NEW YORK (AP, NPR & WXXI News) - Republican U.S. Rep. Christopher Collins of New York has been indicted on charges that he used inside information about a biotechnology company to make illicit stock trades.
The charges were announced and the indictment unsealed in New York City on Wednesday.
The indictment charges Collins and two others, including the congressman's son, with conspiracy, wire fraud, and other counts.
"Congressman Collins cheated our markets and our justice system," said Geoff Berman, the interim U.S. Attorney for the Southern District of New York. "He placed his family and friends above the public good."
Prosecutors say the charges relate to a scheme to gain insider information about a biotechnology company, Innate Immunotherapeutics Limited, headquartered in Sydney, Australia, with offices in Auckland, New Zealand. The company developed a drug intended to treat secondary progressive multiple sclerosis. Chris Collins was the company's largest shareholder, holding 16.8 percent of its stock, according to the indictment. His son Cameron held 2.3 percent of the company's stock.
According to the indictment, Chris Collins tried to get early word on drug trial results by Innate Immunotherapeutics Limited. When drug trial results were negative, Chris Collins allegedly passed the information on to Cameron Collins so he could make trades to avoid losses before the negative results were made public, knowing, as a director of the company, he could not make the trades himself.
In all, the indictment says trades made by Chris Collins, Cameron Collins, and another person, Stephen Zarsky (the father of Cameron Collins' fiancee) allowed them to avoid $768,000 in losses. The indictment states that Chris Collins didn't trade any of his own stock, losing millions.
Collins, who is one of the wealthiest members of Congress, was the first member to publicly endorse Donald Trump during the 2016 presidential campaign. He also served on Trump's transition team.
Chris Collins has denied any wrongdoing. Chris Collins, his son Cameron, and Zarsky all pled not guilty on Wednesday afternoon. They were released on $500,000 bond (each) and their own personal recognizance.
House Speaker Paul Ryan says he's removing Collins from the House Energy and Commerce Committee. He's also prodding his chamber's ethics panel to pursue "a prompt and thorough investigation'' of the lawmaker.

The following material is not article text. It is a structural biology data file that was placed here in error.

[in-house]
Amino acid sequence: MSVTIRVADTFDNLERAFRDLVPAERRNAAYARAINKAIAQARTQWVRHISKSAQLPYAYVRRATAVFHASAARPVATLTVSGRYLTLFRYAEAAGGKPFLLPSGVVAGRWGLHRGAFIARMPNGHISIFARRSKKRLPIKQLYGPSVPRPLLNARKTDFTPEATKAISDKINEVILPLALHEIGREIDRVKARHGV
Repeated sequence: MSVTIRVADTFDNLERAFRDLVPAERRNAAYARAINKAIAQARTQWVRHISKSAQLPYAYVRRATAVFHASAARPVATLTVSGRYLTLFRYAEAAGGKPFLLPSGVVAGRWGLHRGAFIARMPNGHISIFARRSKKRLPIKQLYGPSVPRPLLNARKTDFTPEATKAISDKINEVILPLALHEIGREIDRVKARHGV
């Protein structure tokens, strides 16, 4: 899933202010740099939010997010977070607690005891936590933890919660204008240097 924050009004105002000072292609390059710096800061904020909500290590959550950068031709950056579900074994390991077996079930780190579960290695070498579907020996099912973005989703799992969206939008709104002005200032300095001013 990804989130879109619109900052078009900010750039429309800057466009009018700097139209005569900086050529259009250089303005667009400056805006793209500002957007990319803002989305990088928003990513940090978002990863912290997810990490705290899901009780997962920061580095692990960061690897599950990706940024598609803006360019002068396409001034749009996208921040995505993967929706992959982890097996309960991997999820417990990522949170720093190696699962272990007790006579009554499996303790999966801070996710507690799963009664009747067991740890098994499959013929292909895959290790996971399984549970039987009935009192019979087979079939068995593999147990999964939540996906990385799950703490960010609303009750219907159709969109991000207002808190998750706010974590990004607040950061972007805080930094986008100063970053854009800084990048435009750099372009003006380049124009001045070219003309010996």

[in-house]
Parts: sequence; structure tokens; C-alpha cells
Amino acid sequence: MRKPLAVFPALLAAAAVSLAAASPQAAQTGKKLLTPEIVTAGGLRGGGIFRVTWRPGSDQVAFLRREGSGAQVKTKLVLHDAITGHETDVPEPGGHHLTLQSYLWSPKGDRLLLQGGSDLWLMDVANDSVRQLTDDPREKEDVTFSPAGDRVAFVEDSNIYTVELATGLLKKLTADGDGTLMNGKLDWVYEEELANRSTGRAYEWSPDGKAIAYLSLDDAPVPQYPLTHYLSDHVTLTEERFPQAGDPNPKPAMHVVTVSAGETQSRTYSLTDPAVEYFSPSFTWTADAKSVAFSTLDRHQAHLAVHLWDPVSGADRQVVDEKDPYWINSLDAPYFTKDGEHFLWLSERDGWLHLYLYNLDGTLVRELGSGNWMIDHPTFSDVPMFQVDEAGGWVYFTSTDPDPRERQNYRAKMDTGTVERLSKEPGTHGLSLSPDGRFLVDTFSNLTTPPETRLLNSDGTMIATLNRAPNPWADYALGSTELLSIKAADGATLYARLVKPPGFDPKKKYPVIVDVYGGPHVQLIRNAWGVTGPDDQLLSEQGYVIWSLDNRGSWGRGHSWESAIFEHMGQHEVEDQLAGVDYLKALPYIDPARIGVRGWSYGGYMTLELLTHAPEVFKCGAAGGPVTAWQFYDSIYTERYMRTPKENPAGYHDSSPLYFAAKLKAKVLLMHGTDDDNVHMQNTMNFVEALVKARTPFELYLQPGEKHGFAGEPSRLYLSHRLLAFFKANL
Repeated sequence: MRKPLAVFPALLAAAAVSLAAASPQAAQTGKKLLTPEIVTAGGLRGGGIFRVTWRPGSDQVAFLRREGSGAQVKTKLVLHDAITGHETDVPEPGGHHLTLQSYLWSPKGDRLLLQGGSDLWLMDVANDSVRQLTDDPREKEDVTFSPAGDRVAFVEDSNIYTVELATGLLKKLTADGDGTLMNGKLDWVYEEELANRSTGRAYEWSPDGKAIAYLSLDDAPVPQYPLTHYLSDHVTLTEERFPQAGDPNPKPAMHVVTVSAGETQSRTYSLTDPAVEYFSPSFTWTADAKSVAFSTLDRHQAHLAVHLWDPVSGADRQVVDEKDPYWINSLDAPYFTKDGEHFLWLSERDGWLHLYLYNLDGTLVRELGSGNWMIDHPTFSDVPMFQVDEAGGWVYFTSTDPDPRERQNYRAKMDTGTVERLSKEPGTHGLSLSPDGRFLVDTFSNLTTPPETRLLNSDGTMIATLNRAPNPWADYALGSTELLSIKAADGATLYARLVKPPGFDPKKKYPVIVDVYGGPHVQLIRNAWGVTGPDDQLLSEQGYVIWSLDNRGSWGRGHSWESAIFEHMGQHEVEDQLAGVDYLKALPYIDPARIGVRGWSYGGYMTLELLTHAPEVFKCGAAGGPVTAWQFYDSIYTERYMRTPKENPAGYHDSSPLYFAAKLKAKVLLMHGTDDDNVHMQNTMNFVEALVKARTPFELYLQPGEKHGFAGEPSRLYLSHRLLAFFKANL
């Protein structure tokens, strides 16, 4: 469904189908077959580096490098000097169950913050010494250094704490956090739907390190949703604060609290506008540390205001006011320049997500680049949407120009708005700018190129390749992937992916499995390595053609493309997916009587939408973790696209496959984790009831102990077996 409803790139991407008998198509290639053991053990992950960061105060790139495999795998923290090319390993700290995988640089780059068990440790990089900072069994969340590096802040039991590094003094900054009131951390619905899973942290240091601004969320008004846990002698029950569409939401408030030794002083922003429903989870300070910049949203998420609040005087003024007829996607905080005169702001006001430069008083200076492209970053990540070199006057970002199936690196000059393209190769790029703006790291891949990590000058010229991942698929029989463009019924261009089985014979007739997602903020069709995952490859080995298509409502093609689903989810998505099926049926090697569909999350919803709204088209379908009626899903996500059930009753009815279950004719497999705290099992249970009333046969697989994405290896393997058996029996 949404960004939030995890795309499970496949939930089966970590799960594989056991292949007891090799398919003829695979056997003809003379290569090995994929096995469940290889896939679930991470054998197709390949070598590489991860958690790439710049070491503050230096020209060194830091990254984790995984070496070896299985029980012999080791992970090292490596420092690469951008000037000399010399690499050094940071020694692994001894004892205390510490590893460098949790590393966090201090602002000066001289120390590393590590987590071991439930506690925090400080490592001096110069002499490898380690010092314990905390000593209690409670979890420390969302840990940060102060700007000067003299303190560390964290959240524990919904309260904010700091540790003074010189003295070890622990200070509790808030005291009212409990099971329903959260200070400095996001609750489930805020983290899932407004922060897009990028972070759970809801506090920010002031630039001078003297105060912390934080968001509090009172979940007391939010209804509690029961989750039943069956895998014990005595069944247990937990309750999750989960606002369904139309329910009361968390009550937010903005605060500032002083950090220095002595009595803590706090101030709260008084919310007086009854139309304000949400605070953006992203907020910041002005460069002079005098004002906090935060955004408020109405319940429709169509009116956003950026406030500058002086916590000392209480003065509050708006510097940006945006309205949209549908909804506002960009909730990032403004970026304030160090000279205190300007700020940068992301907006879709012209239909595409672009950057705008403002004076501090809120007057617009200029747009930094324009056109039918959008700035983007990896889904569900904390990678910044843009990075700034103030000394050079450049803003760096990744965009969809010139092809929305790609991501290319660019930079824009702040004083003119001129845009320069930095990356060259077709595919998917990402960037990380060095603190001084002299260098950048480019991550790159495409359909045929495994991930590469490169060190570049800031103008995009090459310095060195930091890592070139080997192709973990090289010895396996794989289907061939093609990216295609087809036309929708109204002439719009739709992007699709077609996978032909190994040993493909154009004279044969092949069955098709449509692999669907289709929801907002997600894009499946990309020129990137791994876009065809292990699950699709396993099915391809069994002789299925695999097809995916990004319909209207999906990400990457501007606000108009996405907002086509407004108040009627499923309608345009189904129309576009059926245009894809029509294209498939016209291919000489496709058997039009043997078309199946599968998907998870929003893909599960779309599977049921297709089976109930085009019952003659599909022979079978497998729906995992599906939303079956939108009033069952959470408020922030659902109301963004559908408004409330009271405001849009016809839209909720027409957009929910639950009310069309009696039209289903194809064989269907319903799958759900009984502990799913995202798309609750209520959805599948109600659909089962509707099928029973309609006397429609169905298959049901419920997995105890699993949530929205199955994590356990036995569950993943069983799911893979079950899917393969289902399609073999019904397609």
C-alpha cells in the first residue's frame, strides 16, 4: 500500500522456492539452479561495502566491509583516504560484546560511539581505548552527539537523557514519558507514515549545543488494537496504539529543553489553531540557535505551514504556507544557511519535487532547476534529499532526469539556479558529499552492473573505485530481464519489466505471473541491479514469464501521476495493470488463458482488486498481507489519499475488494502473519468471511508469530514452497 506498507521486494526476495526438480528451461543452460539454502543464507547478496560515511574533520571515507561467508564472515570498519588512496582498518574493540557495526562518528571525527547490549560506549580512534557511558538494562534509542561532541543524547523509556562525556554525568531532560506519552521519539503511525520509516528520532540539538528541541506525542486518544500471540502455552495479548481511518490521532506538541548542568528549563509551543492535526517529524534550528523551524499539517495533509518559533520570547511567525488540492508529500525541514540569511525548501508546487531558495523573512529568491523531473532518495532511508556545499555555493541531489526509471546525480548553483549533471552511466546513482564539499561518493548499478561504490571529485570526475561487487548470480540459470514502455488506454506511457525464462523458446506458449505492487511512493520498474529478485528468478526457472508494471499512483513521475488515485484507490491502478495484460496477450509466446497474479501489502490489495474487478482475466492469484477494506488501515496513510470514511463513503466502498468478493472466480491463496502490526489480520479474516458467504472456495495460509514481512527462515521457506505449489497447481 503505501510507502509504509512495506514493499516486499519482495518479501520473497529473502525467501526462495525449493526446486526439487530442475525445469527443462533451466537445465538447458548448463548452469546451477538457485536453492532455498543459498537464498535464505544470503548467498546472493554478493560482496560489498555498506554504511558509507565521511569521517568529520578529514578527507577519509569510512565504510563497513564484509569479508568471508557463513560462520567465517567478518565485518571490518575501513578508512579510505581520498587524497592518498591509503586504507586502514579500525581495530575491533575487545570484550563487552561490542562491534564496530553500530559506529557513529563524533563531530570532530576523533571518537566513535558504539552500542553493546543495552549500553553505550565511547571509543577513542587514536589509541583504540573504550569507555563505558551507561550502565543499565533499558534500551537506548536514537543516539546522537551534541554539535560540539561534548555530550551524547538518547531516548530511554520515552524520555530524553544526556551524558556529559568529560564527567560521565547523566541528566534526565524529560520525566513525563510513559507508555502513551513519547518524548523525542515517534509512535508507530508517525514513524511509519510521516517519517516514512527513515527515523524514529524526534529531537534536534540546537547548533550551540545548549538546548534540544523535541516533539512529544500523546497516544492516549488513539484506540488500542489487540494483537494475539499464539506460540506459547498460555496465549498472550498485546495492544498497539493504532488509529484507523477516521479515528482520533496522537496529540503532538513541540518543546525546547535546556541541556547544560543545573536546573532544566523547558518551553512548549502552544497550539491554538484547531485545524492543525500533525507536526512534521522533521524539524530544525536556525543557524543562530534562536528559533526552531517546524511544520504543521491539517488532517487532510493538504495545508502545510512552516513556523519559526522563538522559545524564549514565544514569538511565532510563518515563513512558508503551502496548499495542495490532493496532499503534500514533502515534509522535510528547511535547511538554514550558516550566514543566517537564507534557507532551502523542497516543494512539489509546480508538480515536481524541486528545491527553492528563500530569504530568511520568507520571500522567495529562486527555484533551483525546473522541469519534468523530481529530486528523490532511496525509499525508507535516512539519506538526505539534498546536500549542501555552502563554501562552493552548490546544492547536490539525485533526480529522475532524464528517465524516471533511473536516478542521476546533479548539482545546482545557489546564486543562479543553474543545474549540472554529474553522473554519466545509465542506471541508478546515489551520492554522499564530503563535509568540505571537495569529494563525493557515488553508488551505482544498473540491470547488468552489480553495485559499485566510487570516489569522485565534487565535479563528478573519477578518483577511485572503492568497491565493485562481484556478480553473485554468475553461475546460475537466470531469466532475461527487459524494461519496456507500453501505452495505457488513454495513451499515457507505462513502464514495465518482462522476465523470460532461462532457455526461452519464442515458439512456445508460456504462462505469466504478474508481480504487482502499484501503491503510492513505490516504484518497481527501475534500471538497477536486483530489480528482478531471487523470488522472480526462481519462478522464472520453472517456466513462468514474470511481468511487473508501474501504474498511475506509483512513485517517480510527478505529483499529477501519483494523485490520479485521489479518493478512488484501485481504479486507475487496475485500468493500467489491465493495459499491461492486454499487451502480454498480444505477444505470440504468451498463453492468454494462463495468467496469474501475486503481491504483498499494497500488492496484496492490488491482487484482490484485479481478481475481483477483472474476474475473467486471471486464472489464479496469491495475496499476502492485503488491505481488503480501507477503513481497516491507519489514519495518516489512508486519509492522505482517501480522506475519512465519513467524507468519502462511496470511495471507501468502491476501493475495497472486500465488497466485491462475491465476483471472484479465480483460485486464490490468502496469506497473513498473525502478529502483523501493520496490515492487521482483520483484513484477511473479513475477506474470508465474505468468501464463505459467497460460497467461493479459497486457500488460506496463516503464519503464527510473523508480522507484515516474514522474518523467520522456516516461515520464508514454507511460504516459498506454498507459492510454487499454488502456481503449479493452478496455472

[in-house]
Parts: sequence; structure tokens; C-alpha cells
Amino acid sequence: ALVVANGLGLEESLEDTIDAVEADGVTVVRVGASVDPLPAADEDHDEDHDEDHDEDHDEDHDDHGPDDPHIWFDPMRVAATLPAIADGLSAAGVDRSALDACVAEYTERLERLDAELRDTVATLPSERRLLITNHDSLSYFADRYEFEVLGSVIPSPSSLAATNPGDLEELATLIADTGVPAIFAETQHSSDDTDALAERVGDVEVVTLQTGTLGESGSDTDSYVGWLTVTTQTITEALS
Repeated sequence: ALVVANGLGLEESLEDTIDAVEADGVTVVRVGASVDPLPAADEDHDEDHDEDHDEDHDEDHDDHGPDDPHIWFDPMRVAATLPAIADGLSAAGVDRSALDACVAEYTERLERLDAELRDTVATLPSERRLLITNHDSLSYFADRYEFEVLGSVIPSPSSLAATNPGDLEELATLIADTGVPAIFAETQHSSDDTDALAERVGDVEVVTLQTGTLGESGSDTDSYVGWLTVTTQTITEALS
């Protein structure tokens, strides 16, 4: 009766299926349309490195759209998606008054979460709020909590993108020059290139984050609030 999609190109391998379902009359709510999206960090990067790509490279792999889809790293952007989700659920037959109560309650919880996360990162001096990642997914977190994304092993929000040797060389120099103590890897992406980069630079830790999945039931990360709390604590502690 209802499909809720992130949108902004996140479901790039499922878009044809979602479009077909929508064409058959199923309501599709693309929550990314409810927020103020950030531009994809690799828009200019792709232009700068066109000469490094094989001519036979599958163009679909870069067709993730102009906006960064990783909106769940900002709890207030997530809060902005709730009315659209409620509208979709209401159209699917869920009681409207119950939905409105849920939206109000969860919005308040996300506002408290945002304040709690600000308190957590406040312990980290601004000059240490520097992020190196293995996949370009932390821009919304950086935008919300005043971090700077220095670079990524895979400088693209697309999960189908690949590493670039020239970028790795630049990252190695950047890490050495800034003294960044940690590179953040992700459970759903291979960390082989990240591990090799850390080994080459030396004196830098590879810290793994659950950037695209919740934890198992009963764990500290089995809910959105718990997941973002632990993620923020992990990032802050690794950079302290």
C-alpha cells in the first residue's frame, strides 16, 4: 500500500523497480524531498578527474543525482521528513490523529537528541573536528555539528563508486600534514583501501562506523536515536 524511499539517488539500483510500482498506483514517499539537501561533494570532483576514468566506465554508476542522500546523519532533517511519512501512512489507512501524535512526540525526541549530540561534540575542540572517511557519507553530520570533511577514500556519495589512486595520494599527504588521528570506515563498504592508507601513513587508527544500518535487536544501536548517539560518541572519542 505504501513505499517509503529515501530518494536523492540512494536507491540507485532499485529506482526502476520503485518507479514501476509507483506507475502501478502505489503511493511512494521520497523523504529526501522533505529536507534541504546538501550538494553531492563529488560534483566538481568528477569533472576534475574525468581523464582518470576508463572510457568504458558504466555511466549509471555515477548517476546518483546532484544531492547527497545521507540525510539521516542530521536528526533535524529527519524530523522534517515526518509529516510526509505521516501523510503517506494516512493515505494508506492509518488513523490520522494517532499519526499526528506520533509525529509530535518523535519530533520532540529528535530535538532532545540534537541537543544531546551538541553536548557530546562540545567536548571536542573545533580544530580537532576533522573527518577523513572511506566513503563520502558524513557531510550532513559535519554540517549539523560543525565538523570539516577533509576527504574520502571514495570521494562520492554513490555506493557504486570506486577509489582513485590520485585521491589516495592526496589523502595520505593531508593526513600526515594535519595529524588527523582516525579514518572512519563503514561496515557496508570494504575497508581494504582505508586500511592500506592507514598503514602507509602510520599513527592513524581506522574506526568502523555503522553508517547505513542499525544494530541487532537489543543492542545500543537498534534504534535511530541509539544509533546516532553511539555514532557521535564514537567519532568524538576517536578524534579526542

The Democratic challenger in the 27th Congressional District, Nate McMurray, released a statement saying that the arrest of Republican Congressman Chris Collins on insider trading charges underscores the reasons he’s challenging Collins in 27th Congressional District.
"This is why I got in this race, because I understand that the man who claims to represent this community doesn’t actually represent it," McMurray said. "Today’s allegations by the U.S. attorney were shocking and sad, but not surprising – this has been unfolding, piece by piece, for many months."
Reform Party candidate Larry Piegza is also in the 27th Congressional District race. The district includes all of Orleans, Genesee, Wyoming, and Livingston counties, with parts of Erie, Monroe, Niagara, and Ontario counties.
The non-partisan Cook Political Report rates the district as likely to remain in GOP hands.
Collins' attorneys released this statement:
"We will answer the charges filed against Congressman Collins in court and will mount a vigorous defense to clear his good name. It is notable that even the government does not allege that Congressman Collins traded a single share of Innate Therapeutics stock. We are confident he will be completely vindicated and exonerated.
Congressman Collins will have more to say on this issue later today."
Here is a copy of the indictment: